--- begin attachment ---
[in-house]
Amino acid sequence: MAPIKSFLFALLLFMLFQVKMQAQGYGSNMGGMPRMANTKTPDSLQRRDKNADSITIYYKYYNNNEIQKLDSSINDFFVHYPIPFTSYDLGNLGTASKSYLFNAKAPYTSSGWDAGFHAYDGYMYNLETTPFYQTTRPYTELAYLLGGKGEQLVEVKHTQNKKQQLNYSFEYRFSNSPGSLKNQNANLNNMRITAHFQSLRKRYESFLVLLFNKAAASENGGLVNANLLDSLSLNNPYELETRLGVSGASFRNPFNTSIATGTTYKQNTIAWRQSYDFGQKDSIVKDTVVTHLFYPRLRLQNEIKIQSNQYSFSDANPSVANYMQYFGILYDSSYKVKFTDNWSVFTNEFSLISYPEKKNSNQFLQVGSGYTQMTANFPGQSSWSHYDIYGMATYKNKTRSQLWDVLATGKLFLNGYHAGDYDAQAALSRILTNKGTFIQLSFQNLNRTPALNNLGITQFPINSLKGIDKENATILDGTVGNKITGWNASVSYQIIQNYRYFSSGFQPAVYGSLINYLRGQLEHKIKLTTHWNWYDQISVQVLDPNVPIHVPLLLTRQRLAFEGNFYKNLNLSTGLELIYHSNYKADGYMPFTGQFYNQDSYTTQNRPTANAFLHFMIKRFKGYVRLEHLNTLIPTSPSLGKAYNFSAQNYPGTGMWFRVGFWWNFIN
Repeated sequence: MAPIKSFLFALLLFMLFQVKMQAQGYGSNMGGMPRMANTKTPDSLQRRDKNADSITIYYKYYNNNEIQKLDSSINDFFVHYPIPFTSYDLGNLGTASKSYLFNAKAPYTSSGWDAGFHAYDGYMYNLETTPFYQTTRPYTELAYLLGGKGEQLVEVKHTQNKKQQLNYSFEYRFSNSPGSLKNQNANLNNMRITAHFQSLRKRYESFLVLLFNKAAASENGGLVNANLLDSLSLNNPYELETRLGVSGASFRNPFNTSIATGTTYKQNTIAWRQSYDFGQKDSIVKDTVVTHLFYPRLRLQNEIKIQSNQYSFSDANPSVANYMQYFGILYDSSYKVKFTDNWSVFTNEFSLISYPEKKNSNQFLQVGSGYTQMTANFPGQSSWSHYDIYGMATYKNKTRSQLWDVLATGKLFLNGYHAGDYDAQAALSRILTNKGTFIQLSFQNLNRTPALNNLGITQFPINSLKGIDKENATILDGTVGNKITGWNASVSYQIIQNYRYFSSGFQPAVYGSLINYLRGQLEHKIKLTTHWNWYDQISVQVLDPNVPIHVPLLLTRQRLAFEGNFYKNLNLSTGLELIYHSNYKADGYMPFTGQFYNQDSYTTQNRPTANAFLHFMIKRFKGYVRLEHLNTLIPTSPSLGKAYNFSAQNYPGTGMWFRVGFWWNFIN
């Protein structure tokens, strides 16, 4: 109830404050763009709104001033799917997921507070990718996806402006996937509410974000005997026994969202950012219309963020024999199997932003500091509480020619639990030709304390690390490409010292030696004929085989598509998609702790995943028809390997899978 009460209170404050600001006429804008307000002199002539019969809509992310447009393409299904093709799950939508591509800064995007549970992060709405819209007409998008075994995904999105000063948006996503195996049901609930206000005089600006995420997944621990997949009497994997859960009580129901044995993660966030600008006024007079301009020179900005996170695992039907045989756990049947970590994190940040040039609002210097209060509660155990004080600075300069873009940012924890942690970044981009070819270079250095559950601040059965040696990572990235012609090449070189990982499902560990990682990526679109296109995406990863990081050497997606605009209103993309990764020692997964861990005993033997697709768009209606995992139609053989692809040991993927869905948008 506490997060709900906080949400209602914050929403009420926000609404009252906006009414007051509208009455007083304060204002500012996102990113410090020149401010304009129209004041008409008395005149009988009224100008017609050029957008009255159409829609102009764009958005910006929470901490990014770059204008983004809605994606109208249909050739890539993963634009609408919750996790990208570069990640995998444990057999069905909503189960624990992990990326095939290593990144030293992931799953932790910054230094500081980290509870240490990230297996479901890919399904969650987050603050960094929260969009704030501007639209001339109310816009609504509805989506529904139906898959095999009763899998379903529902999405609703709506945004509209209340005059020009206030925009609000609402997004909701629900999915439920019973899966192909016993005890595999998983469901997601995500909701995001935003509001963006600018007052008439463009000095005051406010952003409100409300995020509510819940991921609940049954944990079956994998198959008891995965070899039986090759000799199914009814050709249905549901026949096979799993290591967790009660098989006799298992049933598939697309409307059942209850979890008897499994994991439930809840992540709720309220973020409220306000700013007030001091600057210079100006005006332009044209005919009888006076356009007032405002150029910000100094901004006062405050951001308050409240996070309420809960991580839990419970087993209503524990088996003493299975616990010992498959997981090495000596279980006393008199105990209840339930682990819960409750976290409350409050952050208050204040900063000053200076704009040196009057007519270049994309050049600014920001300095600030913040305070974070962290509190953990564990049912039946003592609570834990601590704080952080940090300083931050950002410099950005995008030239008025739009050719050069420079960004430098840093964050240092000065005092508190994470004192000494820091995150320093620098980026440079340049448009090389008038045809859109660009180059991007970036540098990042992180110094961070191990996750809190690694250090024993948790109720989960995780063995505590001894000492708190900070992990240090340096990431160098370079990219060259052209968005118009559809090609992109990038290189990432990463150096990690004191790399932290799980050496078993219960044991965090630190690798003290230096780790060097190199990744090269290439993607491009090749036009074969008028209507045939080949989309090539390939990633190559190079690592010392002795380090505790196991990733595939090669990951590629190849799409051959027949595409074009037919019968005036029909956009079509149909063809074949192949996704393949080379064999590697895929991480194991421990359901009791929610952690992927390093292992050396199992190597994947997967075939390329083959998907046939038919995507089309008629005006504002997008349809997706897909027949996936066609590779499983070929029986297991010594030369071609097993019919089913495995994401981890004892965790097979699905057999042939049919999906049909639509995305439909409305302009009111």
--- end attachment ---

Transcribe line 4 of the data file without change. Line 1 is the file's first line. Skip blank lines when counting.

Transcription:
């Protein structure tokens, strides 16, 4: 109830404050763009709104001033799917997921507070990718996806402006996937509410974000005997026994969202950012219309963020024999199997932003500091509480020619639990030709304390690390490409010292030696004929085989598509998609702790995943028809390997899978 009460209170404050600001006429804008307000002199002539019969809509992310447009393409299904093709799950939508591509800064995007549970992060709405819209007409998008075994995904999105000063948006996503195996049901609930206000005089600006995420997944621990997949009497994997859960009580129901044995993660966030600008006024007079301009020179900005996170695992039907045989756990049947970590994190940040040039609002210097209060509660155990004080600075300069873009940012924890942690970044981009070819270079250095559950601040059965040696990572990235012609090449070189990982499902560990990682990526679109296109995406990863990081050497997606605009209103993309990764020692997964861990005993033997697709768009209606995992139609053989692809040991993927869905948008 506490997060709900906080949400209602914050929403009420926000609404009252906006009414007051509208009455007083304060204002500012996102990113410090020149401010304009129209004041008409008395005149009988009224100008017609050029957008009255159409829609102009764009958005910006929470901490990014770059204008983004809605994606109208249909050739890539993963634009609408919750996790990208570069990640995998444990057999069905909503189960624990992990990326095939290593990144030293992931799953932790910054230094500081980290509870240490990230297996479901890919399904969650987050603050960094929260969009704030501007639209001339109310816009609504509805989506529904139906898959095999009763899998379903529902999405609703709506945004509209209340005059020009206030925009609000609402997004909701629900999915439920019973899966192909016993005890595999998983469901997601995500909701995001935003509001963006600018007052008439463009000095005051406010952003409100409300995020509510819940991921609940049954944990079956994998198959008891995965070899039986090759000799199914009814050709249905549901026949096979799993290591967790009660098989006799298992049933598939697309409307059942209850979890008897499994994991439930809840992540709720309220973020409220306000700013007030001091600057210079100006005006332009044209005919009888006076356009007032405002150029910000100094901004006062405050951001308050409240996070309420809960991580839990419970087993209503524990088996003493299975616990010992498959997981090495000596279980006393008199105990209840339930682990819960409750976290409350409050952050208050204040900063000053200076704009040196009057007519270049994309050049600014920001300095600030913040305070974070962290509190953990564990049912039946003592609570834990601590704080952080940090300083931050950002410099950005995008030239008025739009050719050069420079960004430098840093964050240092000065005092508190994470004192000494820091995150320093620098980026440079340049448009090389008038045809859109660009180059991007970036540098990042992180110094961070191990996750809190690694250090024993948790109720989960995780063995505590001894000492708190900070992990240090340096990431160098370079990219060259052209968005118009559809090609992109990038290189990432990463150096990690004191790399932290799980050496078993219960044991965090630190690798003290230096780790060097190199990744090269290439993607491009090749036009074969008028209507045939080949989309090539390939990633190559190079690592010392002795380090505790196991990733595939090669990951590629190849799409051959027949595409074009037919019968005036029909956009079509149909063809074949192949996704393949080379064999590697895929991480194991421990359901009791929610952690992927390093292992050396199992190597994947997967075939390329083959998907046939038919995507089309008629005006504002997008349809997706897909027949996936066609590779499983070929029986297991010594030369071609097993019919089913495995994401981890004892965790097979699905057999042939049919999906049909639509995305439909409305302009009111």